This is a WARNING -- BE CAUTIOUS! Information that we all should be aware of if we like to swim our dogs in lakes, creeks, rivers and yes the ocean.
Recently we vacationed at a wonderful dog friendly area in northern California -- the Russian River in Sonoma County. The Russian River is a very large river that runs through several towns (Healdsburg, Rio Nido, Guerneville, Monte Rio and Duncans Mills). We have vacationed in this area several times and have let the dogs swim and fetch balls in the Russian River. There are many beaches along this river with few restrictions on dogs. The Pacific Ocean is a short distance away, however, dogs are seldom allowed on the beaches so the Russian River has been a perfect place to take dogs for water fun.
This year we stopped at the beach at Monte Rio which allows dogs and I went down to look at the water since this area is part of the severe drought stricken California coast. This area has had little rain for over 2 years and I wanted to look at the water. When I walked down to the water it was NOT MOVING, looked stagnant and there were patches of algae along the shore. I decided NOT to swim the dogs. My rule is that I only allow the dogs to swim in a river or creek if the water is MOVING and more importantly is CLEAR and CLEAN in appearance. AND, I am especially cautious when the weather turns warm. This water was not looking good. We would not be swimming here.
Later that day when I stopped at a winery where we often go, I asked about a place I could take the dogs to swim mentioning how bad the Russian River looked. I was then told that a few weeks ago a Golden Retriever had died very suddenly while swimming with its owners who were doing a day of kayaking on the river. I was also told that several other dogs had died in the river due to algae blooms. http://www.pressdemocrat.com/news/4435353-181/owner-of-algae-afflicted-dog-recounts?gallery=4436539
Perhaps I missed a sign warning of the dangers to dogs and others in this river but where I walked to the water, I did not see any sign… certainly nothing was in the parking lot.
When I got back to our rental home I googled “water quality” and “Russian River”. The first entries told of a high bacteria count and fecal contamination in the Russian River and it was advised to keep dogs and children out of the river. Then I read about the blue green algae bloom and how it had killed one dog, a Golden Retriever.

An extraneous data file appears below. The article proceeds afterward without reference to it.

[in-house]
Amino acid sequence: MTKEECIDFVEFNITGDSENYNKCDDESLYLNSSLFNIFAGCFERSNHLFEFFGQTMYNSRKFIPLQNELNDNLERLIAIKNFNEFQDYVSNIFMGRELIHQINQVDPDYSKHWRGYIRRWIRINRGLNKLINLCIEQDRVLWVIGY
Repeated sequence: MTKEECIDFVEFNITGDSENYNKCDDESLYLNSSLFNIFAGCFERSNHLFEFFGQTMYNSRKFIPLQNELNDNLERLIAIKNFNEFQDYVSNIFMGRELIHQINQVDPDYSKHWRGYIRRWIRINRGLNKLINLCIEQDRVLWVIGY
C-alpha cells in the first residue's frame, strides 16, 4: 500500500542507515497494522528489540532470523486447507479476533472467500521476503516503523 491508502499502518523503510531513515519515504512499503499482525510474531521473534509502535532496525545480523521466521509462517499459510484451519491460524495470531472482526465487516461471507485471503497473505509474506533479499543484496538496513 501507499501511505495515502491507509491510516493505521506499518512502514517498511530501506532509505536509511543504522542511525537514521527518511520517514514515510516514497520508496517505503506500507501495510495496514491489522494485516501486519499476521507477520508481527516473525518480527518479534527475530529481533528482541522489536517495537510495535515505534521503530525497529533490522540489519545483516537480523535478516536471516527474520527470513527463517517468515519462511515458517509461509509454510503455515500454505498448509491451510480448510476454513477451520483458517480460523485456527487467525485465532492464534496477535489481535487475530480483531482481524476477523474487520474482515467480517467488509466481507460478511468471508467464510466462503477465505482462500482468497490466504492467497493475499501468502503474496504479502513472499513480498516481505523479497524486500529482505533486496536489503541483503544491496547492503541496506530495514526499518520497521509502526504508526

I was angry!!! The company that rents most of the homes in the Russian River area and advertise themselves as “pet friendly” never once sent me any information to warn me not to swim my dog in the Russian River. I did not see anything posted locally with these warnings.. yet in google I found the warning clearly stated from a California water quality control board that dogs SHOULD NOT GO IN THE WATER.
The warnings were numerous on the Internet, yet I failed to find them locally. Only when I talked to locals did I hear about their opinions that the Russian River was not a safe place to swim. There were places it was clearly not moving; the temperatures had been very warm for several weeks (99 degrees) and who knows how much of the chemicals used in the wineries in this area have drained in the river… all making for the perfect storm of deadly water and algae blooms. Why so little information. Could it be the huge tourist business…..$$$$$$
I have more recently read that people were warned before Labor Day about possible dangers from swimming in the Russian River but few choose to follow whatever warning was posted locally at that beach.
Several years ago there was a story of several dogs who were out on a lake in Minnesota and two of them suddenly collapsed, had seizures and died. Googling “algae blooms and dog deaths” an alarming number of stories come up from the past year:
- After boy sickened, pets killed, Minnesota warns of toxic blue-green algae in lakes: http://www.startribune.com/vacationers-should-avoid-contact-with-blue-green-algae-mpca-warns/311618101/